The second experiment posted on Bubble-Logger.com blog we wish to compare the use of vitality starter vs. directly pitch of 5g dry yeast. For both batches we make use of 5g dry yeast and for our Vitality starter this was started 24h prior to direct pitching. To give the vitality starter best conditions we make use of a stir plate.
The Bubble-Logger did for both batches seems to either under and over estimate BPM, and hence, the SG was way off. This sometimes happens and in this case the under-estimate (low yeast amount = direct pitch) was linked till the SS Brewtech Mini fermenter is hard to get airtight (last time I use these and the get back to my pal). The over-estimate (High yeast amount = Vitality starter) was showing a behavior it detected double amount of blops during the high kreuschen. Every time a blop was made and released a small tiny one followed and was likewise detected. This seems to be an issues very much connected till inferred detection and has not been seen in the sound version. This behavior of double bubbles is connected til the pressure was very low and hence a tiny appendix bubble follow the main bubble and where this tiny bubble get detected by inferred we can control/remove this in sound version by the sensitivity of the sound sensor though the pontiometer setting.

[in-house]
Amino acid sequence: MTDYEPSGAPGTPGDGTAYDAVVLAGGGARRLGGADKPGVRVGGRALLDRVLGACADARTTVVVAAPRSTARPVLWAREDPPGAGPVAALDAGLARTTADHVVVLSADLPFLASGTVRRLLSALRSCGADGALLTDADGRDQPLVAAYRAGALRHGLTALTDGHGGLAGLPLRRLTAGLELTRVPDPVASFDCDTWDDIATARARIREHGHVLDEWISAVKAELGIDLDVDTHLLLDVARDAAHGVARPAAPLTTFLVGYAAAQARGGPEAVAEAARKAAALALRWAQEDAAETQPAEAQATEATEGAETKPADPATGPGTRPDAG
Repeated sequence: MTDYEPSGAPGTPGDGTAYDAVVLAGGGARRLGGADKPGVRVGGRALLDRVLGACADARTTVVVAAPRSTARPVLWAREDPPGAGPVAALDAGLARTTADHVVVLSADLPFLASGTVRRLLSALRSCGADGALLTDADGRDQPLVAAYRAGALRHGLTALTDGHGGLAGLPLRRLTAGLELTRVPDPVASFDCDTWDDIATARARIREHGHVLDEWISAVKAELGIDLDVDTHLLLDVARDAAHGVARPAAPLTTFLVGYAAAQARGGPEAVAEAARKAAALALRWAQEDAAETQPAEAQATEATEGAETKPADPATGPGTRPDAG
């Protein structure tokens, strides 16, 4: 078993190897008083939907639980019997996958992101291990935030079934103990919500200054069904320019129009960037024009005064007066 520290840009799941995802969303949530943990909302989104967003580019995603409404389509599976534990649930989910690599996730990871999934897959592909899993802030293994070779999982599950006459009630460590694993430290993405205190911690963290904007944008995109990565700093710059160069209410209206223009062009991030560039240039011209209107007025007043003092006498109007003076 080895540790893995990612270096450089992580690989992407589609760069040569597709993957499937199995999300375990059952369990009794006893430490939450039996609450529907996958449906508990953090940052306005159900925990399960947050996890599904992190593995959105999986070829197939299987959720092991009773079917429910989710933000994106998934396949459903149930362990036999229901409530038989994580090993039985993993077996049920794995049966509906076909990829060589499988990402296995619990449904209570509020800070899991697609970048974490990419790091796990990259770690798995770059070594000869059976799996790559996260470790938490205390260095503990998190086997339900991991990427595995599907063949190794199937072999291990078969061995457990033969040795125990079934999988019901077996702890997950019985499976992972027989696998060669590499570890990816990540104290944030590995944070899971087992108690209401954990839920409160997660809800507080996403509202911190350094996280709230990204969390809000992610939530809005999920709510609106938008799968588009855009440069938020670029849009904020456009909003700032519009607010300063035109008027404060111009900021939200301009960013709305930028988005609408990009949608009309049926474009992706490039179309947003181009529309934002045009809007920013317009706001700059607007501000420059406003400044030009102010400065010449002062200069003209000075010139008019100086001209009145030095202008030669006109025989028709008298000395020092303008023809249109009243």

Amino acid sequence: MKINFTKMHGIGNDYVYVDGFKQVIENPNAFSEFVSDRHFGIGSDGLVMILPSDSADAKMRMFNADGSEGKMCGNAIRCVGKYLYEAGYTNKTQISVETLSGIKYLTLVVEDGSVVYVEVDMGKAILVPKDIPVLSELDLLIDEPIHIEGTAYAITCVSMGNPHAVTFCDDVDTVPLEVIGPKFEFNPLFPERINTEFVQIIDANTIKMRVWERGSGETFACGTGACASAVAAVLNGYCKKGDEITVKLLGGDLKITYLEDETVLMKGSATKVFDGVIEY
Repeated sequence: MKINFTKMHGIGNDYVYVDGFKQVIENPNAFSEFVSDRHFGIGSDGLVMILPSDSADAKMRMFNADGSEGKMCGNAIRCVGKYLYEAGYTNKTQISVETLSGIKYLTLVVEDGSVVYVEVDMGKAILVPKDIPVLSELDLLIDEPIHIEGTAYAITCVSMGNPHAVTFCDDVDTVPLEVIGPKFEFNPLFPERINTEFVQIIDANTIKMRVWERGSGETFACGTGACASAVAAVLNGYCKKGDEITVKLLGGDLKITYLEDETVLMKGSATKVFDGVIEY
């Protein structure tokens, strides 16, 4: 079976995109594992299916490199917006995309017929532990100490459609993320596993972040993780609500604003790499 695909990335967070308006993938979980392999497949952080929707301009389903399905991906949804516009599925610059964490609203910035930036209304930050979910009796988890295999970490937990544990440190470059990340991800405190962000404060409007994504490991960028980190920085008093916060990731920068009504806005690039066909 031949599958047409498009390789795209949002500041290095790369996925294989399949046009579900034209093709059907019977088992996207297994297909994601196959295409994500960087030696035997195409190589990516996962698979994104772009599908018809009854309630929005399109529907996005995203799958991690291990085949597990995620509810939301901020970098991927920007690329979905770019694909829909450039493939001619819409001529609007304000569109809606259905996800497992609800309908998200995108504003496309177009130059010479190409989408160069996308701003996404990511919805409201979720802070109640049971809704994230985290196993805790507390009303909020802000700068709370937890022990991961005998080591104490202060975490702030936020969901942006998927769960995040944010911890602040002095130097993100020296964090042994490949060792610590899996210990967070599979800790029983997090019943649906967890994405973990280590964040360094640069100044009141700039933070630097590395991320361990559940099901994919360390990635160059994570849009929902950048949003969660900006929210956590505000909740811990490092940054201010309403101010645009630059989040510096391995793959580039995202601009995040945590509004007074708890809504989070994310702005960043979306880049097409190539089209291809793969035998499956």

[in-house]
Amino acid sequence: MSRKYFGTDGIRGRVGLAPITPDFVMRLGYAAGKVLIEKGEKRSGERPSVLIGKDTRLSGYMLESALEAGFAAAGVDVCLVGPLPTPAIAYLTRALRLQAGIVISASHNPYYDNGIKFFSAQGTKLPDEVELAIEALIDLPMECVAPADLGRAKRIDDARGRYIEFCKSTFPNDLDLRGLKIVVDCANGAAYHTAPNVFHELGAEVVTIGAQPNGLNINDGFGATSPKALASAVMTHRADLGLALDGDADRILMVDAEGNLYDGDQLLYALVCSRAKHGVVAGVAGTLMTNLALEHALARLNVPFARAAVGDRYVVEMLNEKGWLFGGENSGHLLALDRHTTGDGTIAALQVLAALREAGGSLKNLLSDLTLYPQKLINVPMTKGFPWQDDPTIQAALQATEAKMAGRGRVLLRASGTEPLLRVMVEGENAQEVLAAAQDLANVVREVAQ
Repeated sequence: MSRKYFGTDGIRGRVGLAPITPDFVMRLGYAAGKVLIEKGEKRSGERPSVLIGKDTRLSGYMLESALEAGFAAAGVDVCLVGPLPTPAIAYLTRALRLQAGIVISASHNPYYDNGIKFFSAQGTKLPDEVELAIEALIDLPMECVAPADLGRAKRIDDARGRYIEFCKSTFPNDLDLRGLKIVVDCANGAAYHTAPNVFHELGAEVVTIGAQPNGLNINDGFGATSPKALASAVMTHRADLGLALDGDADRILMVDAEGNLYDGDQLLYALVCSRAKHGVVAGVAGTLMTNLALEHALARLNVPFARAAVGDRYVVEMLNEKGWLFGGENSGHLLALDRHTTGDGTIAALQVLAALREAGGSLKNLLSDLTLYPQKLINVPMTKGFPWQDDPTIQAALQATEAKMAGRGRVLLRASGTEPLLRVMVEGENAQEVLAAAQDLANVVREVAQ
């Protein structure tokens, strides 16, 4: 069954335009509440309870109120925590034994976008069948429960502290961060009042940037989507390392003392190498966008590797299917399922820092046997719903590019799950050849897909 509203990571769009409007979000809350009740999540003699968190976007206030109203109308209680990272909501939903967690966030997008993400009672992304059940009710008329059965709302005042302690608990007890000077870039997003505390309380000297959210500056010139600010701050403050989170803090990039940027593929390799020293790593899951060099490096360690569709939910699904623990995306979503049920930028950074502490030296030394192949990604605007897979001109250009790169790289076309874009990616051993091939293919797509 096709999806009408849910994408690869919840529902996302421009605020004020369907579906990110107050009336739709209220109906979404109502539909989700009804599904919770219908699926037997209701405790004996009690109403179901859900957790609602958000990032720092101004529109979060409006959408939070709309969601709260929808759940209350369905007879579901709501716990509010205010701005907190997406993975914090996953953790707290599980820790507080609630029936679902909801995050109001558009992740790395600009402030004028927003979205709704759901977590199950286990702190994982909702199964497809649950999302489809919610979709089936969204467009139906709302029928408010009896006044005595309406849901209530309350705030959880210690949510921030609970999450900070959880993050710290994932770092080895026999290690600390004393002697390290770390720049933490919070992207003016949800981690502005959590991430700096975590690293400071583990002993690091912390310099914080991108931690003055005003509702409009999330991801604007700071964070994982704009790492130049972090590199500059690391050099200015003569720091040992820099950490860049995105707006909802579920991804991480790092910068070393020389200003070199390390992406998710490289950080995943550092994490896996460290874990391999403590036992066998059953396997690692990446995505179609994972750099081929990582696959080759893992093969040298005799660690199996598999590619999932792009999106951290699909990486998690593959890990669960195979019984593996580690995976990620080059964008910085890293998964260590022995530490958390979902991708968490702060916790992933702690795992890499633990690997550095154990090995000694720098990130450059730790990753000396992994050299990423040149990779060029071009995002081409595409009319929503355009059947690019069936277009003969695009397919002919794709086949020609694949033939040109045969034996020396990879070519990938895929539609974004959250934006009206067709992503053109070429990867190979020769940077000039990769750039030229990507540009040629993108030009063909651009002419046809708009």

At the time I stopped logging both batches was hovering at 1020, and even I guess they will fall a bit more in SG, the data is fine to use for this experiment. There clearly show the activity of the yeast amount (e.g. the vitality starter hold more yeast as better treated) do involve on the activity, intensity and time to take off. The direct pitch yeast did start 12 hours later, and was more slow in intensity, and “completed” (reached 1020) nearly 1 day later.
If we instead of the BPM start look at the “Sum BPM/L” we can more clearly see the vitality starter yeast is holding an exponential behavior/growth, whereoff the direct pitch shows a much more lag-full behavior.
Looking at the temperature we can also here see it seems the activity have been severely higher at the Vitality starter yeast.
So even the SG estimate failed here, both the BPM and the “Sum BPM/L” can help indicating when to start to take SG measurements and or increase temperature. In these case both brews are reaching FG after 3 days, and as activity go down and the “Sum of BPM/L” is no longer increasing it is time to take first hydrometer measurement.